The end to Platform Wars will mean a more user-friendly experience. It will mean that your iPhone will be able to work with that PC your work uses and vice versa. Currently there are many things that are clunky about getting files on and off OneDrive onto the iPhone, particularly photos. This is a clear sign that things will start to look smoother in the years to come.
Microsoft isn’t stopping here, though. Something else I’m very excited about has been their push to get app developers to pay attention to accessibility. Jefferey Petty held a session titled, “What’s new in Accessibility & How to Get Started for Developers” which spent roughly half of the time talking about new features (some of which Femme de Chem has already covered) and the other half helping developers. Visual Studio, a tool for code development, includes features that enables developers to test for accessibility, and any infractions will be flagged. Developers are also able to not only launch Narrator while in Visual Studio, but also activate developer mode.
Narrator in developer mode works identically to the way that it does normally, but it looks slightly different. Through Visual Studio the developer can run the application (or, test it). While doing this, a screen curtain appears over the window the application is running in so that the developer can no longer interact with it visually and is forced to use Narrator controls. However, on the black curtain, there will be a highlighted area, showing where the focus is and anything that Narrator is saying will appear in text form. What I found particularly interesting about this, is it is an extra level of inclusivity. Hypothetically a deaf developer could test narrator even without being able to hear what it’s saying.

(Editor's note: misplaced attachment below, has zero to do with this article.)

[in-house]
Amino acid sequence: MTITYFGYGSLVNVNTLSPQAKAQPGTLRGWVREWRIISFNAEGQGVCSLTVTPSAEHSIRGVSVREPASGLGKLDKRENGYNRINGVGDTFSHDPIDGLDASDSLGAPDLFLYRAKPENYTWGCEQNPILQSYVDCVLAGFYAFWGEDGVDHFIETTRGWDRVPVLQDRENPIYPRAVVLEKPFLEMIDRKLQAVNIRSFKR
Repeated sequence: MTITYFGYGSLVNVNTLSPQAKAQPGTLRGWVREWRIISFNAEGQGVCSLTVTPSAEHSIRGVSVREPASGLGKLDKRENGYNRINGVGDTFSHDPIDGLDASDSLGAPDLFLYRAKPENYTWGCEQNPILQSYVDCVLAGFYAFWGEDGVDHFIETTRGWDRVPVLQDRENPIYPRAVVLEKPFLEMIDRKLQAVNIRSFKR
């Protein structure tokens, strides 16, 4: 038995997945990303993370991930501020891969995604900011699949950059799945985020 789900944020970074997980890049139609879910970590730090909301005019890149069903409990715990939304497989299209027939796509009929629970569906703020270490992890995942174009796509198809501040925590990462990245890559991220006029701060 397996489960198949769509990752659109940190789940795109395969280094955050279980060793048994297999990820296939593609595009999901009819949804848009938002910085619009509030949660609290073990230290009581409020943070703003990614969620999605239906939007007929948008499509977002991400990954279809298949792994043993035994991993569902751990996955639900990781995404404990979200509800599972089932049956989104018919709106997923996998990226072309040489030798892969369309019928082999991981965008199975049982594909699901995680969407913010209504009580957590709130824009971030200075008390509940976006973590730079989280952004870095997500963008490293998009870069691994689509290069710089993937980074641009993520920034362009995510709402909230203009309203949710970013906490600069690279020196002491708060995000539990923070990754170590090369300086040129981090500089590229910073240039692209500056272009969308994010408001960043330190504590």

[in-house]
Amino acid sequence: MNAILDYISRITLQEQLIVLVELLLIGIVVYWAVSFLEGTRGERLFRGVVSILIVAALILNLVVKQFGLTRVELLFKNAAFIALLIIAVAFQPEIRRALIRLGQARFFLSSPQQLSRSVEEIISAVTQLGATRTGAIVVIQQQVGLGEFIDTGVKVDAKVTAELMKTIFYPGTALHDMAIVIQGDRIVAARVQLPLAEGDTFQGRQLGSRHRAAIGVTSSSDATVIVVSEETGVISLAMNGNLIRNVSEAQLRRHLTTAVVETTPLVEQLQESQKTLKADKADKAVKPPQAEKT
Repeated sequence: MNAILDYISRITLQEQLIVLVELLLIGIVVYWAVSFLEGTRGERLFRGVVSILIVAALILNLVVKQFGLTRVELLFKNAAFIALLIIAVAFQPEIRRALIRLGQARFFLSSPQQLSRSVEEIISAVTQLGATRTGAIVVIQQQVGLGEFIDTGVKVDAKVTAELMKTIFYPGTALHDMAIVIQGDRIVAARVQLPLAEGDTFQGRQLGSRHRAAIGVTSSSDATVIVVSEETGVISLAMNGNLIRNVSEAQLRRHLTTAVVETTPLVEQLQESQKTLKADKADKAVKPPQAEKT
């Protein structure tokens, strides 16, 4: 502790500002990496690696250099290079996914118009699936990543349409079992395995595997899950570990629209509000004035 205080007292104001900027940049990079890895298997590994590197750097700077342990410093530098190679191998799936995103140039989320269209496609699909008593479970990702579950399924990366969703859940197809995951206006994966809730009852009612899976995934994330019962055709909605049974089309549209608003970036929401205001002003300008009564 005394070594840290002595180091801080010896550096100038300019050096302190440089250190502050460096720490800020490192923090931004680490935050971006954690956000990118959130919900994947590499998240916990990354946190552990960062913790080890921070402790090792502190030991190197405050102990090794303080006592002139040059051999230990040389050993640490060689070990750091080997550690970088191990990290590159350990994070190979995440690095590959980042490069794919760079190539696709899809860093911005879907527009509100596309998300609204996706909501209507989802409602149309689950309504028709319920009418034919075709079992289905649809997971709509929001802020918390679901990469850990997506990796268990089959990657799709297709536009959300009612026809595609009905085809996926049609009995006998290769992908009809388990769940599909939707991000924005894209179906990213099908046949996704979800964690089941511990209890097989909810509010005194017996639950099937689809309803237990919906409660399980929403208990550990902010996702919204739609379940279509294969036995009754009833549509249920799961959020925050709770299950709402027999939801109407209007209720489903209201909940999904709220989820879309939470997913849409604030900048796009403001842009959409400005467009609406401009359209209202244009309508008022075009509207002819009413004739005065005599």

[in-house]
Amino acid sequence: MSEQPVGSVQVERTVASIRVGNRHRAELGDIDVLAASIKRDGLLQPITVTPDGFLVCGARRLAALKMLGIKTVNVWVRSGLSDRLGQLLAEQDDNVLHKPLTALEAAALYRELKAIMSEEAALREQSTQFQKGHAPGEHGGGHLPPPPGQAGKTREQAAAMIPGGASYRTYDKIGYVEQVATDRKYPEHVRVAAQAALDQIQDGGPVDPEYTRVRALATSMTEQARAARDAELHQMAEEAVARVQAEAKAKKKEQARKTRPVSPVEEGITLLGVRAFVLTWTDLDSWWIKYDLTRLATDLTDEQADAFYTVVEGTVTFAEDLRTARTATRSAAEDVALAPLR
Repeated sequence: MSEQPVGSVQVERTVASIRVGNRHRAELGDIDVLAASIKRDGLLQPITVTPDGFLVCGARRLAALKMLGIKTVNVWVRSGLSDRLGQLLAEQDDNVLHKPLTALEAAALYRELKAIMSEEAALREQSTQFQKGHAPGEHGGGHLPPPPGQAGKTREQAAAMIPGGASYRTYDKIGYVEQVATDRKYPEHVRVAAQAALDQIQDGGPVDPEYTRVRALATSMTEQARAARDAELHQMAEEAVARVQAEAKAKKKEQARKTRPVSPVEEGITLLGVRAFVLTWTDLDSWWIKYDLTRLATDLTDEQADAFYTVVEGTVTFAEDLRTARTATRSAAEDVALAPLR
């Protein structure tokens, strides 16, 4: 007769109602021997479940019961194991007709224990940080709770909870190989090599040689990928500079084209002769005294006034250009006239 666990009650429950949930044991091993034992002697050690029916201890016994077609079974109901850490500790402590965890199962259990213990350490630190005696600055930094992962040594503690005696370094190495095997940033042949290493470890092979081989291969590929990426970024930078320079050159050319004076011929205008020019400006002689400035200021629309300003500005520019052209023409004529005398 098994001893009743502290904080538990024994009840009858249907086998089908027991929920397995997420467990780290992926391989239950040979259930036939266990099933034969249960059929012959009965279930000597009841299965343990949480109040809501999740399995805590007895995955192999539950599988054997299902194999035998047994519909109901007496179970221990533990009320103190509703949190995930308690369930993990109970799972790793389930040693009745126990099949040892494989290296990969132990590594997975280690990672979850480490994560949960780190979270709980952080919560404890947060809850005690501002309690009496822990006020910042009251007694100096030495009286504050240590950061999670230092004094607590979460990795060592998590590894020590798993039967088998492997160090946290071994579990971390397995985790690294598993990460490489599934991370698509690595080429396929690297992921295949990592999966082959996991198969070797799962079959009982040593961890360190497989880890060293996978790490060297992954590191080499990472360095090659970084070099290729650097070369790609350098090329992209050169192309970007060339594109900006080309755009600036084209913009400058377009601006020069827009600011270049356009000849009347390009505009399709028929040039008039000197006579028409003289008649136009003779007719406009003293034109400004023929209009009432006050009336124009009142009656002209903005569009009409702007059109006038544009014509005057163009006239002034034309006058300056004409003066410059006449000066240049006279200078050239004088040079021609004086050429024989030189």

I’m hopeful that companies that create apps will step up to take advantage of all the tools Microsoft is making available—be it through Visual Studio or other tools. As of now the Netflix app is still not compatible with Narrator, which is disappointing. As an example, for Xbox to definitively become the best choice for people who have family members with disabilities, these apps need to resolve these issues.
This push for accessible apps is important. Not only for people with temporary and permanent disabilities—a crucial point made during the presentation—but for all users, “When you pressure test an experience with a person with a disability, you end up finding cliffs in your experience that you might not otherwise have found.” Petty emphasized. This has proven to be true for several places that take accessibility seriously. It can lead to a more user-friendly design.
I’m looking forward to seeing everything we saw in the first two days of Build being released later this year. With Timeline, AI, the use of the cloud, PowerPoint translation, and cross-platform support—it is certainly going to be an exciting year for accessibility at Microsoft.